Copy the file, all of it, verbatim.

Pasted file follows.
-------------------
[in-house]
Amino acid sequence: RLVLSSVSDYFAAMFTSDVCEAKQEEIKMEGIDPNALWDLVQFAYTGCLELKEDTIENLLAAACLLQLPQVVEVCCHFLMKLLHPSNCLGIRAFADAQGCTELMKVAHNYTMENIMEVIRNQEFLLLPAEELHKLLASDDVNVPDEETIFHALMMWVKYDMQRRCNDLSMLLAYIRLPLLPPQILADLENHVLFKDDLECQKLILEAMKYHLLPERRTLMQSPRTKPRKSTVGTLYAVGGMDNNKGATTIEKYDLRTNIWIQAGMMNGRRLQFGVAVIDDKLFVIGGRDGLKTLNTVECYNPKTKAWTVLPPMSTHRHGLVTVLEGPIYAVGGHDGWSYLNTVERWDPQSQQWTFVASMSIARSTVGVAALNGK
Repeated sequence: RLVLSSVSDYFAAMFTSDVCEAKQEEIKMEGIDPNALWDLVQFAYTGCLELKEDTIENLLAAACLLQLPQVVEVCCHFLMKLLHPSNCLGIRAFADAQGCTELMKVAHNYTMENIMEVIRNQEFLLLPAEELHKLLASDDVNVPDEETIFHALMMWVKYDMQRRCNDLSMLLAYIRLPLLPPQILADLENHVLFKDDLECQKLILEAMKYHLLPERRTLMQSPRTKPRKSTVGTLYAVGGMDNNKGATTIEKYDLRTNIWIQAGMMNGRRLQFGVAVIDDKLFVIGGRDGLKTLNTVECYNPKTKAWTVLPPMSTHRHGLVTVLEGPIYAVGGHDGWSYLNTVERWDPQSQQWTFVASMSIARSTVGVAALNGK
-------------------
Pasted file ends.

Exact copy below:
[in-house]
Amino acid sequence: RLVLSSVSDYFAAMFTSDVCEAKQEEIKMEGIDPNALWDLVQFAYTGCLELKEDTIENLLAAACLLQLPQVVEVCCHFLMKLLHPSNCLGIRAFADAQGCTELMKVAHNYTMENIMEVIRNQEFLLLPAEELHKLLASDDVNVPDEETIFHALMMWVKYDMQRRCNDLSMLLAYIRLPLLPPQILADLENHVLFKDDLECQKLILEAMKYHLLPERRTLMQSPRTKPRKSTVGTLYAVGGMDNNKGATTIEKYDLRTNIWIQAGMMNGRRLQFGVAVIDDKLFVIGGRDGLKTLNTVECYNPKTKAWTVLPPMSTHRHGLVTVLEGPIYAVGGHDGWSYLNTVERWDPQSQQWTFVASMSIARSTVGVAALNGK
Repeated sequence: RLVLSSVSDYFAAMFTSDVCEAKQEEIKMEGIDPNALWDLVQFAYTGCLELKEDTIENLLAAACLLQLPQVVEVCCHFLMKLLHPSNCLGIRAFADAQGCTELMKVAHNYTMENIMEVIRNQEFLLLPAEELHKLLASDDVNVPDEETIFHALMMWVKYDMQRRCNDLSMLLAYIRLPLLPPQILADLENHVLFKDDLECQKLILEAMKYHLLPERRTLMQSPRTKPRKSTVGTLYAVGGMDNNKGATTIEKYDLRTNIWIQAGMMNGRRLQFGVAVIDDKLFVIGGRDGLKTLNTVECYNPKTKAWTVLPPMSTHRHGLVTVLEGPIYAVGGHDGWSYLNTVERWDPQSQQWTFVASMSIARSTVGVAALNGK